As the Catholic Church reels from headlines of abuse, Chicago’s Holy Name Cathedral looks to focus on healing by opening a chapter of the Maria Goretti Network and offering support to survivors of abuse.
The network was named for an 11-year-old Italian girl who died from her abuse more than 100 years ago. With help from chapters in Houston and Seattle, Holy Name reached out to those abused by priests and others and held its first meeting Monday for survivors.
"This is not just about clergy abuse," said Miguel Prats, manager of the Houston chapter. "Maria Goretti Network is for any victim of abuse."
It was more than a dozen years ago that Chicagoan Mike Hoffman first told his then-parish priest, Fr. Greg Sakowicz, that he had been abused by a priest as a young boy.
"Because that conversation went so well, I was able to feel more comfortable, to reach out to the Archdiocese of Chicago and begin the independent review board process," Hoffman said.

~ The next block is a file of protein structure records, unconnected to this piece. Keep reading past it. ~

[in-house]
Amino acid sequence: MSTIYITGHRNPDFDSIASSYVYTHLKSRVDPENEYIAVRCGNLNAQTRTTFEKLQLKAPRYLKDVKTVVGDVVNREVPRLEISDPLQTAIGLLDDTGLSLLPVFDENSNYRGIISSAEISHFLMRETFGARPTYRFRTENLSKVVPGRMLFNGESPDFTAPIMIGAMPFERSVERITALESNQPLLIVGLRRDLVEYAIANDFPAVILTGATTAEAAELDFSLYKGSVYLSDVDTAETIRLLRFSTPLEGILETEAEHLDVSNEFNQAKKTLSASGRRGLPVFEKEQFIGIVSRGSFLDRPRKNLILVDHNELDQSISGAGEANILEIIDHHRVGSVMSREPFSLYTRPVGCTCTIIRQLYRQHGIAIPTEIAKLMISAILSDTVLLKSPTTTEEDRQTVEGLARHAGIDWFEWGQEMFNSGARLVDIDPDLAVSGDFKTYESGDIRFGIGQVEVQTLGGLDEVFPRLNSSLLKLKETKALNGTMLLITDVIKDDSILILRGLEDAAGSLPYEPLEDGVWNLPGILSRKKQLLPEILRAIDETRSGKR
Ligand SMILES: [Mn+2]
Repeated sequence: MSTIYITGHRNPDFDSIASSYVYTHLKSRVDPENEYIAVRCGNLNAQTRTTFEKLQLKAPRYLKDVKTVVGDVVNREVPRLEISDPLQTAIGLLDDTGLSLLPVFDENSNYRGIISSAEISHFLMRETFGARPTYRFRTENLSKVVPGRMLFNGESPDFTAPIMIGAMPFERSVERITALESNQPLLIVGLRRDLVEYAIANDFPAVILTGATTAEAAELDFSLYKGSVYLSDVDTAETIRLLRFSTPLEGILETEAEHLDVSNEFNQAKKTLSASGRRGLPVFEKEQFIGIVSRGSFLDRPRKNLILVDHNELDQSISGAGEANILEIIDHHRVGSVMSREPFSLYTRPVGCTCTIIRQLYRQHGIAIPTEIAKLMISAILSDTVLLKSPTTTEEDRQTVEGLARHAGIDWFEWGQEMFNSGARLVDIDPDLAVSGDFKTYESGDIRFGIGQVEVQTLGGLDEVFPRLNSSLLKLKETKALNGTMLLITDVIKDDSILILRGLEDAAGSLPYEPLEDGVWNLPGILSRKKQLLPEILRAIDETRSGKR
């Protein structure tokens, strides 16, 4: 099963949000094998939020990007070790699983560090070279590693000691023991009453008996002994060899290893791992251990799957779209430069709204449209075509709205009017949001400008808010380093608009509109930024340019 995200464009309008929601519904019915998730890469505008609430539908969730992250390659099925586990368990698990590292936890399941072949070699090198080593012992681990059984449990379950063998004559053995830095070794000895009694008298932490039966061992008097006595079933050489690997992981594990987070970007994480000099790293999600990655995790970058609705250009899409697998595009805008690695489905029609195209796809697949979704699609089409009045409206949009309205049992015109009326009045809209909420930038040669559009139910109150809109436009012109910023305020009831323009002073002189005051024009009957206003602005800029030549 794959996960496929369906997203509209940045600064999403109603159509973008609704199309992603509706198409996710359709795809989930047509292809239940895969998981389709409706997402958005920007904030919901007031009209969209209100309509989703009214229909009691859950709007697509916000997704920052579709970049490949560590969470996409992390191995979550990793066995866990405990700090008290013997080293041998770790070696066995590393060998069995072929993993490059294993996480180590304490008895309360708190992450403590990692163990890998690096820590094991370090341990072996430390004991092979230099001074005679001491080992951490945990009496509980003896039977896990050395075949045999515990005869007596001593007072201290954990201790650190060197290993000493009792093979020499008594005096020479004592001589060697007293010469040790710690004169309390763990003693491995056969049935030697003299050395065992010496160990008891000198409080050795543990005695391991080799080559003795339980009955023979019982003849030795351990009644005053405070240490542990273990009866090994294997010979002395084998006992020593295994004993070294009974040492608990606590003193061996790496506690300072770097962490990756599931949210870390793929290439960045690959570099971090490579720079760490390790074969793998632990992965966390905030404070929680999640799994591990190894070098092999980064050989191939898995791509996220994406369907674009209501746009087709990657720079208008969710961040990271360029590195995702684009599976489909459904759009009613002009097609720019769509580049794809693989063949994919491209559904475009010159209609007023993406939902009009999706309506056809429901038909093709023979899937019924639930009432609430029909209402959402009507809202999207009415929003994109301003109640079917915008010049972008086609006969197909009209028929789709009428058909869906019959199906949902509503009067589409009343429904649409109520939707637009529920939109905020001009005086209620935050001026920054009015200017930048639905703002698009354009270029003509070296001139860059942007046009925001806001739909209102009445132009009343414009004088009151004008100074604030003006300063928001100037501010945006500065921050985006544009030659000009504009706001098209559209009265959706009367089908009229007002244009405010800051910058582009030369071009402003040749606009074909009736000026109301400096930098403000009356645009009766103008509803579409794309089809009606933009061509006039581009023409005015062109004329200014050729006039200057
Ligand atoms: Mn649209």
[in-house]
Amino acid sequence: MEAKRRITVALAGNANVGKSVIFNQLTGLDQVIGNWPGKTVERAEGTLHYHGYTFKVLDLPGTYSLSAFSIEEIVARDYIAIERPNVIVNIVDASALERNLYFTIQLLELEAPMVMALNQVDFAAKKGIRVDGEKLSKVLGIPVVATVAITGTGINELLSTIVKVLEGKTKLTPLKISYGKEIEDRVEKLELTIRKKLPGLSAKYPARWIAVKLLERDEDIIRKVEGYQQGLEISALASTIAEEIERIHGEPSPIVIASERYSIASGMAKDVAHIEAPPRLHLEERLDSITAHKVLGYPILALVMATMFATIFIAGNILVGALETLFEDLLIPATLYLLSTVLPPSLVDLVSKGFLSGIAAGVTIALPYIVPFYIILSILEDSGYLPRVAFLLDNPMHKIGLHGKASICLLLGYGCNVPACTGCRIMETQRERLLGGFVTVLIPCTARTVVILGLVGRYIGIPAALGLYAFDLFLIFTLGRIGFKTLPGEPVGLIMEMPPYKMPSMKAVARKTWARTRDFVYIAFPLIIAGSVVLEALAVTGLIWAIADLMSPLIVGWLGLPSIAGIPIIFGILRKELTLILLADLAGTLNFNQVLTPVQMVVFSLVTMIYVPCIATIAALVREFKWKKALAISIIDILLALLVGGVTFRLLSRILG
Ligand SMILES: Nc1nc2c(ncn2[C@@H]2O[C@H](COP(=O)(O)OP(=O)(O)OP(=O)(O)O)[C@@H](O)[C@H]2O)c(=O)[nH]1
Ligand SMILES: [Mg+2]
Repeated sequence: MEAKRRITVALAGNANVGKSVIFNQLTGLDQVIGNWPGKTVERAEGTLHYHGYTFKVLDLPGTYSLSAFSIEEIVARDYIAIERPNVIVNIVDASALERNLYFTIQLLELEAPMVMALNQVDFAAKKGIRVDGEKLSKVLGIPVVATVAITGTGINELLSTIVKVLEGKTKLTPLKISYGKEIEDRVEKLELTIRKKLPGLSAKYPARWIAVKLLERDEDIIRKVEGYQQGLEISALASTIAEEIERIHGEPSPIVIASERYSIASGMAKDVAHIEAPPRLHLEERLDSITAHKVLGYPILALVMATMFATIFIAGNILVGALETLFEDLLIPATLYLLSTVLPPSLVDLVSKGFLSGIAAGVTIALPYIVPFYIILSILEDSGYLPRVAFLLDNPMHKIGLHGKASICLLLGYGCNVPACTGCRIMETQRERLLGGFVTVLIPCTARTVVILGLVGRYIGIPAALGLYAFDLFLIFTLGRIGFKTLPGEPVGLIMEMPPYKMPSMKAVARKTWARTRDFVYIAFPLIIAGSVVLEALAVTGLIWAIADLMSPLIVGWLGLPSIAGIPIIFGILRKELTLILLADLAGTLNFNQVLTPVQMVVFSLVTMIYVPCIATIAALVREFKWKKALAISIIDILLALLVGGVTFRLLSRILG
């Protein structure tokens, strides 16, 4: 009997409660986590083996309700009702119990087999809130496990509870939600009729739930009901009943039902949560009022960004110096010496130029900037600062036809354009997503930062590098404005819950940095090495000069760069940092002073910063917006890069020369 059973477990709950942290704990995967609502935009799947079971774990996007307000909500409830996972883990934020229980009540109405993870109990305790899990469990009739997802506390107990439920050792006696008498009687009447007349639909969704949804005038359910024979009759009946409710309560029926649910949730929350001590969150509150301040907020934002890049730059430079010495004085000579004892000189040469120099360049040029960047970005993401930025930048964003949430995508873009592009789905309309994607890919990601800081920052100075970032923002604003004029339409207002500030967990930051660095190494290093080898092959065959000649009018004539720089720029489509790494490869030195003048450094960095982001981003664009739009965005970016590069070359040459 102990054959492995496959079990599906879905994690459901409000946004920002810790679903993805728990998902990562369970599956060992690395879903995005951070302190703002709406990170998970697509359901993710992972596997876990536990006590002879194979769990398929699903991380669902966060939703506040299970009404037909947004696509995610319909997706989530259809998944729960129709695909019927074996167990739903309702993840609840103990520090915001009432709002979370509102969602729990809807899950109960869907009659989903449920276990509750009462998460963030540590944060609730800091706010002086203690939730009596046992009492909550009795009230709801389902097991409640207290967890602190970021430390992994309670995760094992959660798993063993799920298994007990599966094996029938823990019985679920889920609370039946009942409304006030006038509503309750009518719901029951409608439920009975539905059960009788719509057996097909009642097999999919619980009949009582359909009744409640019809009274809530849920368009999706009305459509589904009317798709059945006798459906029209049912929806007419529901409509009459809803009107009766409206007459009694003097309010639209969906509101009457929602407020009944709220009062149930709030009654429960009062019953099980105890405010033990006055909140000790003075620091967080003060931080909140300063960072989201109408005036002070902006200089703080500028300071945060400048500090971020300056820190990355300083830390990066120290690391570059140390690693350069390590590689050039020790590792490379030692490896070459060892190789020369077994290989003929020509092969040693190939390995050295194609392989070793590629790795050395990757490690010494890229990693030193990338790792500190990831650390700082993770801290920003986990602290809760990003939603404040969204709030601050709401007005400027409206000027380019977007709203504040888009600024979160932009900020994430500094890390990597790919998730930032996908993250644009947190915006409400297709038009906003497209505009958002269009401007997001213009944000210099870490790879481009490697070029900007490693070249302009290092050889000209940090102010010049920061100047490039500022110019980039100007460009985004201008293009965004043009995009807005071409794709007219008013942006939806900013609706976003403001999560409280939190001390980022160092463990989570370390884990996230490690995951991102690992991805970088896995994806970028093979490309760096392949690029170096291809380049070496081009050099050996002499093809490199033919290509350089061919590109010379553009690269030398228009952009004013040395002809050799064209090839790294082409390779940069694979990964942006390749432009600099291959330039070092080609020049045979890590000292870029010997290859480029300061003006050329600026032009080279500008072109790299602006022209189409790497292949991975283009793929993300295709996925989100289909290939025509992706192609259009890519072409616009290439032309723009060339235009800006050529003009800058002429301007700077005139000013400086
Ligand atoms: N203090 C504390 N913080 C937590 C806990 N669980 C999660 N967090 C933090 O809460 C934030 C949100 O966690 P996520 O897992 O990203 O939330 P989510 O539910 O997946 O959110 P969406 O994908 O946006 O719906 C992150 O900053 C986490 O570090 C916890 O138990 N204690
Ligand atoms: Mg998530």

Along with Holy Name's rector Fr. Sakowicz, the group is committed to listening and empowering survivors.
"These things happened to me, but it doesn't define me," said Hoffman. “But these things happen to many people. And here in Chicago we're going to do this."
"Forgiving is a process," Fr. Sakowicz said. “Recovery is a decision."
Holy Name parishioner Dr. Christine Lawless said she was frustrated by the negative headlines detailing priest abuse.
"I wanted to do something for the people who are left in the pews," Lawless said. "They need to be renewed."
Dr. Deb Rodriguez with the Seattle chapter of Maria Goretti said she feels especially passionate about this project because “our church is a place for healing. It's a place for hope."
"I felt alone when I first came forward with my story to the Catholic Church," said Dr. Deb Rodriguez with the Seattle chapter of Maria Goretti. "I felt alone. No one understood what I was going through. Now I know there are many of us."